Caledonia by Alistair Beaton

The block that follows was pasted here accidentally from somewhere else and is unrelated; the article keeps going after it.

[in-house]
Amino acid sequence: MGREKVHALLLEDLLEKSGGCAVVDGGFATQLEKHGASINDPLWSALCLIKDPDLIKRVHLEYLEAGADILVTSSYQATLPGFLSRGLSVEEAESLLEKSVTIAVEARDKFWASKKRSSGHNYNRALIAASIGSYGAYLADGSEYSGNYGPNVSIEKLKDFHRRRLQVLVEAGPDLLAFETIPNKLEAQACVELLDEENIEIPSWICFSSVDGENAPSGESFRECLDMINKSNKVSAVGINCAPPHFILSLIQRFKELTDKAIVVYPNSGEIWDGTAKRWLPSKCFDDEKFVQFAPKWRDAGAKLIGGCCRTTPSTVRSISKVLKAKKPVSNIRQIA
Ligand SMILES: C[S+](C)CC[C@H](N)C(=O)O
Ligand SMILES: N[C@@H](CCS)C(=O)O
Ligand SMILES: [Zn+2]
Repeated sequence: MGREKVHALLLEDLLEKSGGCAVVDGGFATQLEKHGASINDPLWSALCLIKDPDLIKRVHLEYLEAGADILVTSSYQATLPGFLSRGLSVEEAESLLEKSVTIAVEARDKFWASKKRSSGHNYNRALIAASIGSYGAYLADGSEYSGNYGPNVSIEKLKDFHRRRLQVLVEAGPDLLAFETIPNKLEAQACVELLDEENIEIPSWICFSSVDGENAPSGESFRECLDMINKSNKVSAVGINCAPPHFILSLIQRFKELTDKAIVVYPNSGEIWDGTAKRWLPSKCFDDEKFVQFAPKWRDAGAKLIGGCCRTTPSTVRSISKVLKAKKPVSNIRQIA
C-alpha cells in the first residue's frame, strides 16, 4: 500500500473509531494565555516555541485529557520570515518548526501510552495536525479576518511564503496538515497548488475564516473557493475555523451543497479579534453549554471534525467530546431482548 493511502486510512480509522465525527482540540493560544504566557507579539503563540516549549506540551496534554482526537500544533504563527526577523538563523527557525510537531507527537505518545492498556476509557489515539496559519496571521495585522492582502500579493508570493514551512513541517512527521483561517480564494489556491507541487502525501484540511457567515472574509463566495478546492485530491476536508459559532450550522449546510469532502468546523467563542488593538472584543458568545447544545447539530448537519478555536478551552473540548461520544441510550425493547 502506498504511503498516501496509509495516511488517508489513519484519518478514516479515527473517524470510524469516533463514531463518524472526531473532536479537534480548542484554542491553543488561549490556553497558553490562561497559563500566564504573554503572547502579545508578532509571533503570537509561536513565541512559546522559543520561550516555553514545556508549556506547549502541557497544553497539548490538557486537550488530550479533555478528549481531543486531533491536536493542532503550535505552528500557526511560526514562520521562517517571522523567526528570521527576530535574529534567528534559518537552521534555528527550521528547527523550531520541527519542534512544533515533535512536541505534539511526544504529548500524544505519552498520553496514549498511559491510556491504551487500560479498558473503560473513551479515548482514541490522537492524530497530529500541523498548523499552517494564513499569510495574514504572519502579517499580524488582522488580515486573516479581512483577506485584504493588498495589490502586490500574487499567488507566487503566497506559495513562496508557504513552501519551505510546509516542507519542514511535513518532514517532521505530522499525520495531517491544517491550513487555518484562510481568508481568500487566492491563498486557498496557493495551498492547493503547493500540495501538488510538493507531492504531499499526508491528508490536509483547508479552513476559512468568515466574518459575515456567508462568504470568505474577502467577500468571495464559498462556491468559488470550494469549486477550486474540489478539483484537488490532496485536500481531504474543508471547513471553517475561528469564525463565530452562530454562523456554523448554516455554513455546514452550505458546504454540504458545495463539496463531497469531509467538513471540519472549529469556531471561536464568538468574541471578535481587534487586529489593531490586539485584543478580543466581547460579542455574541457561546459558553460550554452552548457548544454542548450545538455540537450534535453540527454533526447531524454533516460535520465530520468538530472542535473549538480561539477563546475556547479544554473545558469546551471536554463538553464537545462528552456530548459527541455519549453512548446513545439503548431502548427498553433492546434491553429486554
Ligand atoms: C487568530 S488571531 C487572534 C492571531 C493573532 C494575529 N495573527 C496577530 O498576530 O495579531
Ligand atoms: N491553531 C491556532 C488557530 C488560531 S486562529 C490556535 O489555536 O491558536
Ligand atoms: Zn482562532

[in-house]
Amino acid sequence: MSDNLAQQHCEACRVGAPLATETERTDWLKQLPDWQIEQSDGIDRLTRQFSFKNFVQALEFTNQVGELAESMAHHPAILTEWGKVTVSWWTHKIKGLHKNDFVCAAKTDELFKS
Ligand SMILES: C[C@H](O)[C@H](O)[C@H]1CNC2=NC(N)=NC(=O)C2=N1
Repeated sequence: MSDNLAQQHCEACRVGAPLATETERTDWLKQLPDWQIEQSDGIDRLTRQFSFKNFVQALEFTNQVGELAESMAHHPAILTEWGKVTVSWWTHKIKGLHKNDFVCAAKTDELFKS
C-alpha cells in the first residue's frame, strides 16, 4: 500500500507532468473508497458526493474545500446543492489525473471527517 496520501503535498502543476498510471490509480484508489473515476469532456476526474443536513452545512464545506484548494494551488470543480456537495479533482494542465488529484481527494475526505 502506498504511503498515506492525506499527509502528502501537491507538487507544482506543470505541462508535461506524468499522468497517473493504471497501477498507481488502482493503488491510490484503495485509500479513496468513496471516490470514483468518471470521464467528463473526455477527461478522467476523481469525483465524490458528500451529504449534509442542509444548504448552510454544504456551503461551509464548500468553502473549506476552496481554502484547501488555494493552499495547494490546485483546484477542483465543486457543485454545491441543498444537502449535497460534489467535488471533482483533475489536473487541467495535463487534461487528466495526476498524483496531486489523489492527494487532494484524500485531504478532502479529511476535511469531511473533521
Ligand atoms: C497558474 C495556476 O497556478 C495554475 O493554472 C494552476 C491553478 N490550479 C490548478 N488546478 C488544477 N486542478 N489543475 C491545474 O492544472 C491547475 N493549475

Caledonia is a story of greed, euphoria and mass delusion. It is the story of a small, poor country mistaking itself for a place that is both big and rich. It is an ancient story for modern times. William Paterson was a financial adventurer who in 1698 devised one of the most daring and disastrous speculations of all time. His plan: to found a Scottish colony in Darien on the isthmus of Panama in Central America and turn Scotland, one of the poorest nations in Europe, into a prosperous colonial power. He invited the public to invest. And they did - in a big way. Within weeks a vast proportion of the nation's wealth had been subscribed. What went wrong? Distance, disease, corruption and culpability all played a part in this ruinous episode. Within a few years, the Scots - demoralised and impoverished - gave up their nation's independent status and signed the 1707 Treaty of Union with England. Inspired by documents, journals, letters, songs and poems of the period, celebrated playwright and satirist Alistair Beaton has created a work that is both a tribute to heroic ambition and a darkly witty take on the deceptions and self-deceptions of rich and poor alike. Caledonia will headline the Edinburgh International Festival, in a co-production with the National Theatre of Scotland and directed by Anthony Neilson, opening on 13 August 2010.